Ohio Supreme Court Upholds Foreclosure Checks and Balances

They don't call it the burden of proof for nothing...

Back on January 31, 2011, I wrote about a group of foreclosure lawyers who filed a complaint against three Franklin County Common Pleas Judges (John Bender, Kimberly Cocroft, and Guy Reece) over an Order they signed requiring foreclosure lawyers to sign a certification on behalf of their clients – the foreclosing bank.

In a nutshell, the certification requires the foreclosing lawyer to verify certain facts, including that the foreclosing bank is the proper party and that it holds the original note and mortgage before it can obtain a judgment to take away a home.

The Franklin County Prosecutor’s Office (the lawyer for all County employees in their official capacity) filed a Motion to dismiss the Complaint and the Ohio Supreme Court granted that motion yesterday without any findings of fact or conclusions of law.  The Court’s decision was unanimous among the seven Ohio Supreme Court Justices:

Chief Justice Maureen O’Connor, and Justices Paul Pfeifer, Evelyn Lundberg Stratton, Terrence O’Donnell, Judith Ann Lanzinger, Robert Cupp, and Yvette McGee Brown.

John Futty from The Columbus Dispatch wrote today:

State attorneys general across the nation, including then-Ohio Attorney General Richard Cordray, announced in October that they were investigating fraudulent foreclosure filings. Some law firms and major lenders were using so-called “robo-signers” to complete affidavits on foreclosures without reading the documents or verifying ownership of the mortgage notes.

In late November, the three Franklin County judges began telling all lawyers who file residential foreclosure cases in their courtrooms that they must “personally certify the authenticity and accuracy of all documents” in support of the filings. If a lawyer doesn’t, the judge will not grant a motion for default or summary judgment, but will instead schedule the case for trial.

Setting a foreclosure for trial can delay the case for a year or more. However, in its motion to dismiss the lawyers’ complaint, the prosecutor’s office argued that a trial date provides a “remedy” for those who object to verifying their clients’ documents.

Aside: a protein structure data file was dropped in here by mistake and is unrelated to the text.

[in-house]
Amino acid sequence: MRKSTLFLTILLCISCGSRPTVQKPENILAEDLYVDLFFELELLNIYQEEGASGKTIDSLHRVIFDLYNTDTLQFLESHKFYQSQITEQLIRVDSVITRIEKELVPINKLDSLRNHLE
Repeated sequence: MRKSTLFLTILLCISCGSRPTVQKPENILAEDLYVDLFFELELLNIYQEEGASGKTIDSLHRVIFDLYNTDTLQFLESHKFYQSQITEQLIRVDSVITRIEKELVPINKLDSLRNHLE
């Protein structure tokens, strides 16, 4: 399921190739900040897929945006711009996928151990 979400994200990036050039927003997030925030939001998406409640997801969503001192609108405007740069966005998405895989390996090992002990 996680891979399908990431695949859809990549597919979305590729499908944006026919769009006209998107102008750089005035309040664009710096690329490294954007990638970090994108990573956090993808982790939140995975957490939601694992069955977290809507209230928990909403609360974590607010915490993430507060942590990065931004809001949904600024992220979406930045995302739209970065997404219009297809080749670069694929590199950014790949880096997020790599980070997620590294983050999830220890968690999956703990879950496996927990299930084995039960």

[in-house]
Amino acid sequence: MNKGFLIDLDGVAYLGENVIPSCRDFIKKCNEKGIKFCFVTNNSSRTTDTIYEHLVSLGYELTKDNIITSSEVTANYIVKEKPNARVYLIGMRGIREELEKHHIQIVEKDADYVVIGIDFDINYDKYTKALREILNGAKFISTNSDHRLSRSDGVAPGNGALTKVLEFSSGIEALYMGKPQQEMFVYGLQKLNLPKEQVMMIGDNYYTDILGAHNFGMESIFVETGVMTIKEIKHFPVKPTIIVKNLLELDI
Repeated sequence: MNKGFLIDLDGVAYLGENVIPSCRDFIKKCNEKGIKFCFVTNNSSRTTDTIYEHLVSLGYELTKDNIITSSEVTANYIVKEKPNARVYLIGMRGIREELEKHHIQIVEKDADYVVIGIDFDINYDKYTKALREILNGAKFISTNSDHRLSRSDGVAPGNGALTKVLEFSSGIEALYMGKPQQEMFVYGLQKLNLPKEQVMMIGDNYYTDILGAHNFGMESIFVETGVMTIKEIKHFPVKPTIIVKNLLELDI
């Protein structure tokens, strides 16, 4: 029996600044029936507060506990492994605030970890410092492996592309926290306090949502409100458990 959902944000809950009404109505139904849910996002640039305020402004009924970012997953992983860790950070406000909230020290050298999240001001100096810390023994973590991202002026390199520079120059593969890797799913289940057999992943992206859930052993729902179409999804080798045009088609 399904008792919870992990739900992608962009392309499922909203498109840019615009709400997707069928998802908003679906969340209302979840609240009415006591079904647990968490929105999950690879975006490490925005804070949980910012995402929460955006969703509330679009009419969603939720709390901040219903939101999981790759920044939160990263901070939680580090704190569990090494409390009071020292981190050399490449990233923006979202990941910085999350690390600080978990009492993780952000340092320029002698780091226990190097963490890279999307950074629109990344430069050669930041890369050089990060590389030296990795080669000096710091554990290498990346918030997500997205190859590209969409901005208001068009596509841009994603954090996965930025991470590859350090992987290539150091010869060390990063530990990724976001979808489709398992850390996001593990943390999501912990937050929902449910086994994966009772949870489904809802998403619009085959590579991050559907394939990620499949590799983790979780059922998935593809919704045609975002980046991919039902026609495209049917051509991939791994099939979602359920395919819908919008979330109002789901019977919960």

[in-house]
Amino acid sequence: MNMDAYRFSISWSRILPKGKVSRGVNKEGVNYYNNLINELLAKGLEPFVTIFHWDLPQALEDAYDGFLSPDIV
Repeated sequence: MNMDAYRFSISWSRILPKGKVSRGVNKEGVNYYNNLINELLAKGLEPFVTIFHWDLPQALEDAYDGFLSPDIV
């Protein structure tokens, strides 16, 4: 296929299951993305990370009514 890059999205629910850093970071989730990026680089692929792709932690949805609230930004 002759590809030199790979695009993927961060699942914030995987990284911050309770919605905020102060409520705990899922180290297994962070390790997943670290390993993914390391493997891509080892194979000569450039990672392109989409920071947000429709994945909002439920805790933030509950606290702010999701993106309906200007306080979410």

“The fact that the trial will delay matters does not change the fact that it is an adequate remedy,” wrote Assistant Prosecutor Patrick Piccininni. “Any issues of authentication of documents and proof can be settled at that stage.”

Personally, I think the Judges are fully within their discretion to order foreclosure attorneys to verify their cases.  Most foreclosures are pushed through the courts unopposed and as fast as possible.  Mistakes are made and big banks take advantage of the volume of cases and overload on the judges to skirt the rules to their benefit.  Thanks Judges, for watching out for the homeowners in these economic times.

Foreclosure filings, lawyers ordered to cross T’s, dot I’s.

Receiving foreclosure notices and cannot afford an attorney? Contact the Save the Dream Ohio Foreclosure Prevention Effort: 888-404-4674

I read John Futty‘s article in The Dispatch this morning about the Order of three Franklin County judges requiring lawyers to verify that all of the documents in residential foreclosure actions are valid.  This comes in response to a national outcry over fraudulent foreclosure filings.  Futty writes: “Six of the lawyers affected by the order are fighting back. They have asked the Ohio Supreme Court to prohibit the judges from requiring them to sign “certifications” on behalf of their clients.”

Common Pleas Judges John F. Bender, Kimberly Cocroft and Guy Reece have issued this Order and are the subject of the suit.  Apparently, Judges Laurel Beatty and David Fais were ready to issue the same Order, but are waiting to see the outcome of the suit.